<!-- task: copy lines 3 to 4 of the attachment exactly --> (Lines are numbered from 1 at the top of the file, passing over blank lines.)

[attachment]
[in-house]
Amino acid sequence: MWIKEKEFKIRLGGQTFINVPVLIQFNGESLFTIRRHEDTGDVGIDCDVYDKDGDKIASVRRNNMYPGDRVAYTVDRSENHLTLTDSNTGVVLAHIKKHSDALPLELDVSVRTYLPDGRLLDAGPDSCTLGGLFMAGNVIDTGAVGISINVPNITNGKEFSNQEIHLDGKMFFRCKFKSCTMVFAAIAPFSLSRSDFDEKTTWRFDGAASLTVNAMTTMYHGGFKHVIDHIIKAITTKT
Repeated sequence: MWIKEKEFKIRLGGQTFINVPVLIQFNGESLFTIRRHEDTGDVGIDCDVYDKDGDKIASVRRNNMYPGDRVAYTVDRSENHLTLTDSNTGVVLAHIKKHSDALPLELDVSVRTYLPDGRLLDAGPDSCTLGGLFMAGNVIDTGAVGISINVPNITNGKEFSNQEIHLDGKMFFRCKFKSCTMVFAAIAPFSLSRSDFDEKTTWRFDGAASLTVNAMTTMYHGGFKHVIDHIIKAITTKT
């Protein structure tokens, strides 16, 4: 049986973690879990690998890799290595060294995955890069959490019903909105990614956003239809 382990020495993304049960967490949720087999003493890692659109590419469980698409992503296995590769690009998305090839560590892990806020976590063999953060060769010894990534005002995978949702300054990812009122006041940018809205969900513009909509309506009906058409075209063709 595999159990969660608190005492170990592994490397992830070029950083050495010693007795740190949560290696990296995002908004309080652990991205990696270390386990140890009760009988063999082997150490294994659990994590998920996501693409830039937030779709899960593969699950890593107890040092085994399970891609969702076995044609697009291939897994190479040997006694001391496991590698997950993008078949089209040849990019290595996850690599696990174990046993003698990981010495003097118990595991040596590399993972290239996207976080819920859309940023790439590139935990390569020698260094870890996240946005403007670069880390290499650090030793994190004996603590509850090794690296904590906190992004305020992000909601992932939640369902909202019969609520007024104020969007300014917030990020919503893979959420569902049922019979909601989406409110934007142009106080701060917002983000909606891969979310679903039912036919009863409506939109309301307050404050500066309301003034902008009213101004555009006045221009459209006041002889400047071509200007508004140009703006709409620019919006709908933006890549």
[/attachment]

Repeated sequence: MWIKEKEFKIRLGGQTFINVPVLIQFNGESLFTIRRHEDTGDVGIDCDVYDKDGDKIASVRRNNMYPGDRVAYTVDRSENHLTLTDSNTGVVLAHIKKHSDALPLELDVSVRTYLPDGRLLDAGPDSCTLGGLFMAGNVIDTGAVGISINVPNITNGKEFSNQEIHLDGKMFFRCKFKSCTMVFAAIAPFSLSRSDFDEKTTWRFDGAASLTVNAMTTMYHGGFKHVIDHIIKAITTKT
């Protein structure tokens, strides 16, 4: 049986973690879990690998890799290595060294995955890069959490019903909105990614956003239809 382990020495993304049960967490949720087999003493890692659109590419469980698409992503296995590769690009998305090839560590892990806020976590063999953060060769010894990534005002995978949702300054990812009122006041940018809205969900513009909509309506009906058409075209063709 595999159990969660608190005492170990592994490397992830070029950083050495010693007795740190949560290696990296995002908004309080652990991205990696270390386990140890009760009988063999082997150490294994659990994590998920996501693409830039937030779709899960593969699950890593107890040092085994399970891609969702076995044609697009291939897994190479040997006694001391496991590698997950993008078949089209040849990019290595996850690599696990174990046993003698990981010495003097118990595991040596590399993972290239996207976080819920859309940023790439590139935990390569020698260094870890996240946005403007670069880390290499650090030793994190004996603590509850090794690296904590906190992004305020992000909601992932939640369902909202019969609520007024104020969007300014917030990020919503893979959420569902049922019979909601989406409110934007142009106080701060917002983000909606891969979310679903039912036919009863409506939109309301307050404050500066309301003034902008009213101004555009006045221009459209006041002889400047071509200007508004140009703006709409620019919006709908933006890549």